Concord by J.E. Woodbury 

George Warner Nichols,  Miscellanies religious and personal and sermons, 1893
George is Susannah Nexen Warner Nichols's grandson.

Monday, May 7, 2012

Pictorial Patchwork

Detail of the Mary Morris Quilt
Ontario, 1825
Collection of the Canadian Museum of Civilization

Mary Morris's embroidered quilt with the central panel dated 1825 features the floral imagery typical of quilts made in Great Britain and North America in the 18th and early 19th centuries. It is unusual in its use of human figures along the sides (see last week's post for more photos.)

Very few early quilts survive with human figures.
The British bedcover above depicts Queen Victoria's Cornonation in 1838.

A label says "H.C. Simmonds near the Mansion House at Weston near Bath. Somerset Sh[ire]"

The Coronation

It sold for £10,200 in late 2009. See the catalog entry from Kerry Taylor Auctions by clicking here:
 The British Simmonds quilt is very much like an American quilt from the same period.

"Trade & Commerce Quilt"
Hannah Stockton Stiles
Collection of the Fenimore Art Museum, New York 

Hannah Stockton Stiles lived along the Delaware River, one of the busiest trading arteries in the United States.
See more here:

Her bedcover called the Trade and Commerce Quilt is dated to about 1830. The dresses in the family at the bottom (Hannah and husband John Stokes had 11 children) show the exaggerated sleeves popular in that period.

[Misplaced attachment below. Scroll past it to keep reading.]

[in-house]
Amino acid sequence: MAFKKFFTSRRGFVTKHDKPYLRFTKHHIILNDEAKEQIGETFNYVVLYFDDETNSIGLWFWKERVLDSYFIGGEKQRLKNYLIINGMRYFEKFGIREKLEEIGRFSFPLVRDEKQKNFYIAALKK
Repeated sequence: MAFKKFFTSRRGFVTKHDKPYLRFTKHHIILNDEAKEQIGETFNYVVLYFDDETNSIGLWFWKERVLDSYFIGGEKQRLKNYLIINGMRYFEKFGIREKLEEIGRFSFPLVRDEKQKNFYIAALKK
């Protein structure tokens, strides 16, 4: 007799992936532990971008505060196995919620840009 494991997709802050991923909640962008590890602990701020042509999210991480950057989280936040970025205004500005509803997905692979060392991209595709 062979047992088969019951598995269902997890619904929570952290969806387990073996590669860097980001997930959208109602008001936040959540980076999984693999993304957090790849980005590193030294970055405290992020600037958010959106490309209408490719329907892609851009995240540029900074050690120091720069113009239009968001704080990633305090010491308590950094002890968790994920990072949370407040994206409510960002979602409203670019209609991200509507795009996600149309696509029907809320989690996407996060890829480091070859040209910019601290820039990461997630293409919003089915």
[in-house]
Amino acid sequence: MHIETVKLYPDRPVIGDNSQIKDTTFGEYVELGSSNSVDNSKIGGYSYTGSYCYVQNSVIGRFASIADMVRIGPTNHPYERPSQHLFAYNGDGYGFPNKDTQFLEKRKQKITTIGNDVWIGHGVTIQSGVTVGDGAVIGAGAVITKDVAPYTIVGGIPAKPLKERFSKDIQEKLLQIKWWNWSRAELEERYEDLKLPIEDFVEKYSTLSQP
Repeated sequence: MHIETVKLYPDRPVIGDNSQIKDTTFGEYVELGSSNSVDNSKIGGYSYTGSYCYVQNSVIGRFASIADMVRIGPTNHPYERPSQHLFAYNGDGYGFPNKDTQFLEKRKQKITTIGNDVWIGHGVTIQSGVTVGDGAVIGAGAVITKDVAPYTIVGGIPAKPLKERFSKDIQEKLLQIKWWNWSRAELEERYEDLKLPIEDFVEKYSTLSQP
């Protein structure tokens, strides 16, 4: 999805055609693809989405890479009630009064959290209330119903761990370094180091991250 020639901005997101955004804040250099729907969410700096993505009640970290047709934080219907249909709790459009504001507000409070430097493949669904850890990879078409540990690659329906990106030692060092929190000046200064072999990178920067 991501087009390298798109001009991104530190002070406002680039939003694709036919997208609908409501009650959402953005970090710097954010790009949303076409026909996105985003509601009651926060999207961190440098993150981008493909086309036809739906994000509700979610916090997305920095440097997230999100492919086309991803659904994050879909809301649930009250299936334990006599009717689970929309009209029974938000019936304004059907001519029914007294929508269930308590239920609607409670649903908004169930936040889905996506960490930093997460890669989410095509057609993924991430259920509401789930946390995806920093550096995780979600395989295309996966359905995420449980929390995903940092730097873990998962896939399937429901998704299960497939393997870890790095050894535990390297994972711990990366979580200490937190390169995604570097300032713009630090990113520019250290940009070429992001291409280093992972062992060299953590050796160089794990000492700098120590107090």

The bedcovers share a common viewpoint, portraying space as seen from above without the conventions of western artistic perspective, something we see in children's drawings.

The Brooklyn Museum has a similar quilt, described in a 1984-5 catalog as
"a charming late 18th-century English or Irish appliqued pictorial quilt with rural scenes which include a public house (pub) and a romantic church ruin adjacent to a graveyard and border pairs of animated personages who are attired in everything from everyday work clothes to informal at home and business wear to military uniforms to best dress outfits. Their character is achieved through stitched features. While the subject depicted is unusual, the concentric bordering it typical of British quilts of this date."

Detail of a quilt by Sarah Furman Warner Williams,
 New York and Vermont. More about
Sarah and her pictorial quilts in another post.

The United States has a few of these early pictorial quilts.

This Maine quilt of embroidered wools pictorials sold to the Boston Museum of Fine Arts.

Pictorial embroidery itself is not unusual---it's the use of human and architectural images in British and American quilts that is rare.
Indian Kaantha
The sources and inspiration are many---an old and continuing tradition in India of including humans among the flora and fauna

Schoolgirl embroidered picture of Liberty and the
Native American woman symbolizing America

Embroidered pictures date back centuries and continued to be a part of girl's educations and ladies' pastimes.

Pictures of buildings and landscapes are common in samplers of the era.

With human figures less popular

although they were common subject matter in the copperplate toiles of the time.
Bedcovers with human figures seem to belong to small and isolated currents of style.

Early 18th century English bedcover
now in the collection of Colonial Williamsburg

with  portraits in the blocks and along the border

See more of this piece at the Colonial Williamsburg website by clicking here
And doing a quick search for this accession number

The German principalities of Prussia and Saxony have a history of pictorial patchwork called inlay work or intarsia going back to the 15th century.

Detail of an inlaid pictorial quilt, Germany, mid-19th century

Something that seems a far cry from of Mary Morris's unsophisticated view of a hunt.